On These Magic Shores

By Kirkus Reviews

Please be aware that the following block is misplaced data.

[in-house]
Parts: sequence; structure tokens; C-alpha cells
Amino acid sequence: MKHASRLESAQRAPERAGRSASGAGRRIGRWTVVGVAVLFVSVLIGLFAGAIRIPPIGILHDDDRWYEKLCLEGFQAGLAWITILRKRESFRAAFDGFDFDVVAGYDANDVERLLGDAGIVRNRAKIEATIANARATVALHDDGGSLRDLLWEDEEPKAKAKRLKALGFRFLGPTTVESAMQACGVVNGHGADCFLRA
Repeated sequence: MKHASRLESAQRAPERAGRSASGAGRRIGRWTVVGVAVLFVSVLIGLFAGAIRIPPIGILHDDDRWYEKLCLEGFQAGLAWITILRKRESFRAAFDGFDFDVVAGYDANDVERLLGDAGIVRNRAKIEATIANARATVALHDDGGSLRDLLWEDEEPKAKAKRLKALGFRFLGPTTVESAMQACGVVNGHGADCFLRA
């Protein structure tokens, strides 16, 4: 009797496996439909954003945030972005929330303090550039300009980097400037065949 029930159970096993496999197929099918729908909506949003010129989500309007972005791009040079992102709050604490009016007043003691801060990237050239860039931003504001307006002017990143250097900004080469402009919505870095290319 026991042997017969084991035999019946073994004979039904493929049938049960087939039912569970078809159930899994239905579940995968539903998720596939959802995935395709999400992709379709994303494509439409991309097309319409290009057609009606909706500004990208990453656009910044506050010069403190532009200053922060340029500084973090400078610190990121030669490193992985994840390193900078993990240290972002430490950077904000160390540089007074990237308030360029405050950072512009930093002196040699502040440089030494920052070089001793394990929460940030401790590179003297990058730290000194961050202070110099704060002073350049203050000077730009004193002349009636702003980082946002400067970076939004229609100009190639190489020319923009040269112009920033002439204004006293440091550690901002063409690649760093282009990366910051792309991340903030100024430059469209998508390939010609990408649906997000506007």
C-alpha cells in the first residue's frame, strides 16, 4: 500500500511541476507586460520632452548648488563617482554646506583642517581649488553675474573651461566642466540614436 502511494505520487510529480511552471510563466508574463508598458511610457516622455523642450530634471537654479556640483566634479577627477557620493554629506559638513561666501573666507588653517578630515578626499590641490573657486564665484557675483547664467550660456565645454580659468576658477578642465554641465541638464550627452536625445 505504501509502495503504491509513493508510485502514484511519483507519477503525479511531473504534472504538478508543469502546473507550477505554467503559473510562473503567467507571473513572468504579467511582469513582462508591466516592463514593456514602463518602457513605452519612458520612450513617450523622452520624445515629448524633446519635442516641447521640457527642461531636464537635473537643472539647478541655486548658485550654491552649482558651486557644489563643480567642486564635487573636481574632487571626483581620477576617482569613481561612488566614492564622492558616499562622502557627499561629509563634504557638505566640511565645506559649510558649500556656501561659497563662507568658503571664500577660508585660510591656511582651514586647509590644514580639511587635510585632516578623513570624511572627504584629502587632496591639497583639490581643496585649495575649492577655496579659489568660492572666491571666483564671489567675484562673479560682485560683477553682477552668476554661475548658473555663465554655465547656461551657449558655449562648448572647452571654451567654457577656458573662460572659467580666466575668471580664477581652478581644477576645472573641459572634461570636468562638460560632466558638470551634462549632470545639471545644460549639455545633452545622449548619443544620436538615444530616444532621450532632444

When Mamá fails to return home after her evening job, it is up to 12-year-old Minerva Soledad Miranda to take care of her younger sisters and hold the family together.The family lives in a moldy basement apartment, and Mamá works two jobs and dresses the girls in hand-me-downs. In spite of the obstacles, Minerva has her life all figured out. The Argentine American seventh grader will be "the first Latina president of the United States." And the first step to that goal is to get the lead role in Peter Pan, the school play. But nothing is working out. First, and most importantly, Mamá has gone missing. Then, Minerva gets the role of Tiger Lily, a character with only one line—"how"—and one that Minerva finds offensive to Native Americans, prompting her to take action. As the book progresses, Méndez tackles problems of racism, discrimination, income inequality, immigration, and ethnic and cultural stereotypes. There is much to like, and readers will find a strong and resilient character they can root for in this story.